Credit the World Economic Forum with saving South Africa from communism.
Invited to attend the 1992 World Economic Forum, Nelson Mandela arrived in Davos armed with a speech written by dogmatic ANC (African National Congress) officials in which the future president was to announce his intention to nationalise the country’s mines, banks, and a great many other industries deemed essential to economic development.
While doing the rounds, Mr Mandela met with government leaders from China and Vietnam, amongst them Chinese Prime Minister Li Peng. Excitedly detailing his plans, Mr Mandela received a reaction he had not foreseen: “Why on earth would you say such silly things,” the Chinese leader reportedly exclaimed. “We are privatising state-owned businesses by the dozen and rolling out the red carpet for investors, trying our level best to attract capitalists. We are a communist government and you are the leader of a liberation movement. Why are you even talking about nationalisation?”
Then again, Mr Mandela had been out of circulation for quite a while and was, as a result, perhaps slightly out of touch with world events. Thankfully, the Davos Summit gave him a reality check. A day after his fateful tête-a-tête with Prime Minister Peng, Mr Mandela addressed the assembled presidents, ministers, billionaires, and other VIPs to announce that his country would be open for business and welcome foreign investors. Years later, Mr Mandela told his official biographer Anthony Sampson that he was given a simple message while in Davos: either keep nationalisation and get no investments, or let go of the idea and receive untold billions.
Thus South Africa became the first country to benefit from what much later became known as the Clinton Doctrine: a strategy for the enlargement of the free world through a process of economic inclusion. The foundations of that policy were laid in Davos where in 1994 Director-General Peter Sutherland of the General Agreement on Tariffs and Trade – GATT, the forerunner of the World Trade Organisation (WTO) founded in 1995 – delivered a landmark speech in which he called for the establishment of a new high-level forum for international economic cooperation that would include the major emerging markets.
In Davos, Mr Sutherland argued that the world’s balance of power had shifted with the emergence of new regional behemoths such as China, India, Nigeria, and Brazil. As a result, global economic management could no longer be the exclusive domain of the Group of Seven (G7) – the forum of major advanced economies (US, UK, France, Italy, Germany, Canada, and Japan) which until then had steered world events. In 1999, the G20 was duly formed with the aim of bringing together “systemically important” industrialised and developing countries to discuss key issues in the global economy.
As an informal gathering of leaders – government, corporate, civil, or otherwise – Davos not only played a central role in the emergence of a new multipolar world order; the annual event also sets its agenda. In 1995, the UN-backed Commission on Global Governance chose the World Economic Forum as the venue for the presentation of its Our Global Neighbourhood Report. Now largely forgotten, this document made the case for a strengthening of the United Nations as a promotor of governance standards.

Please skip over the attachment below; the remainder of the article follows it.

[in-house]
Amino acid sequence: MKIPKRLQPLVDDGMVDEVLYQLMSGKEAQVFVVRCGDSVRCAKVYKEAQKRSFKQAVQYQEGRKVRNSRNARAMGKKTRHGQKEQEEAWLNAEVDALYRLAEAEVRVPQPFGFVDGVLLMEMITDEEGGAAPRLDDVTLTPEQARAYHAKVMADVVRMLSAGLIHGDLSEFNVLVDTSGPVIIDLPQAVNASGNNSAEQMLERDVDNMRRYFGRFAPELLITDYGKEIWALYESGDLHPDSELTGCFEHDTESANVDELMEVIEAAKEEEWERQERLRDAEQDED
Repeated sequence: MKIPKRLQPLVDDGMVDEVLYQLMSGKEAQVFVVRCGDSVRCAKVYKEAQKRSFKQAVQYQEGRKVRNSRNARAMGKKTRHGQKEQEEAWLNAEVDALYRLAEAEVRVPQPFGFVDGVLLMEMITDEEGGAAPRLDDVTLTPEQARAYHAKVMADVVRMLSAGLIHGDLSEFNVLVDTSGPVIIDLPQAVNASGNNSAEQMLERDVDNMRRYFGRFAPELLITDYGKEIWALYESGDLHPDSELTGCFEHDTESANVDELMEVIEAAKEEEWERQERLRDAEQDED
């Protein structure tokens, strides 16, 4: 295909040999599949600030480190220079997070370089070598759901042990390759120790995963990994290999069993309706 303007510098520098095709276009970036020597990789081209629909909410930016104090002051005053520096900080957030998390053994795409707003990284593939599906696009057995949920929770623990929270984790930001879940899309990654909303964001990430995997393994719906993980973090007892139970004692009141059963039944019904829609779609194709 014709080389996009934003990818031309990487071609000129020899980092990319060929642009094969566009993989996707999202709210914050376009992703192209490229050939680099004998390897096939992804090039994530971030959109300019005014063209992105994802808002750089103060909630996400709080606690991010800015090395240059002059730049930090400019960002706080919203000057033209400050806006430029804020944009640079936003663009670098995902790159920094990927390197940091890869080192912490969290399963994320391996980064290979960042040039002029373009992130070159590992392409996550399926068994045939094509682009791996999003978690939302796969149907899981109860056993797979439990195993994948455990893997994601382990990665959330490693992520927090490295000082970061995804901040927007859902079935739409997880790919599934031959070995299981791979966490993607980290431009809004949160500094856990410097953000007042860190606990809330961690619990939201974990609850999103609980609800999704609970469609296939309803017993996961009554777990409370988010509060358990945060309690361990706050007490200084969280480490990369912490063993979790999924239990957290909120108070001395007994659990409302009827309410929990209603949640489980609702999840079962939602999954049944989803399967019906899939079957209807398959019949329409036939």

The commission, co-chaired by Swedish Prime Minister Ingvar Carlsson and former Commonwealth Secretary-General Shridath Ramphal, concluded that as nations become more interdependent through increased economic cooperation and trade, issues of governance also become more important and need a codified structure – or a set of benchmarks – against which to measure individual and collective performance.
Addressing the Davos Summit over a satellite link, US President Bill Clinton assured the participants that he would throw his country’s weight behind the push towards this new global economic architecture. Governance soon became a buzzword, not necessarily denoting administrative competence, but rather adherence to a basic set of policies generally deemed sensible: free markets, free trade, well-defined universal rules, and democracy – or a semblance thereof.
It was in the relaxed atmosphere of an Alpine resort town – as opposed to the high-octane mix of intrigue, power play, and diplomacy prevalent at UN headquarters in New York – that a global consensus emerged around the way forward. This led US political scientist Samuel Huntington (1927-2008) to coin the term Davos Man in 1997. “This man,” Mr Huntington wrote, “has little need for national loyalty and sees national boundaries as obstacles that are thankfully vanishing.” Mr Huntington was, however, not altogether pleased with the Davos Class and warned that it apparently considered national governments as “residues from a past era whose only function is to facilitate the elite’s global operations.”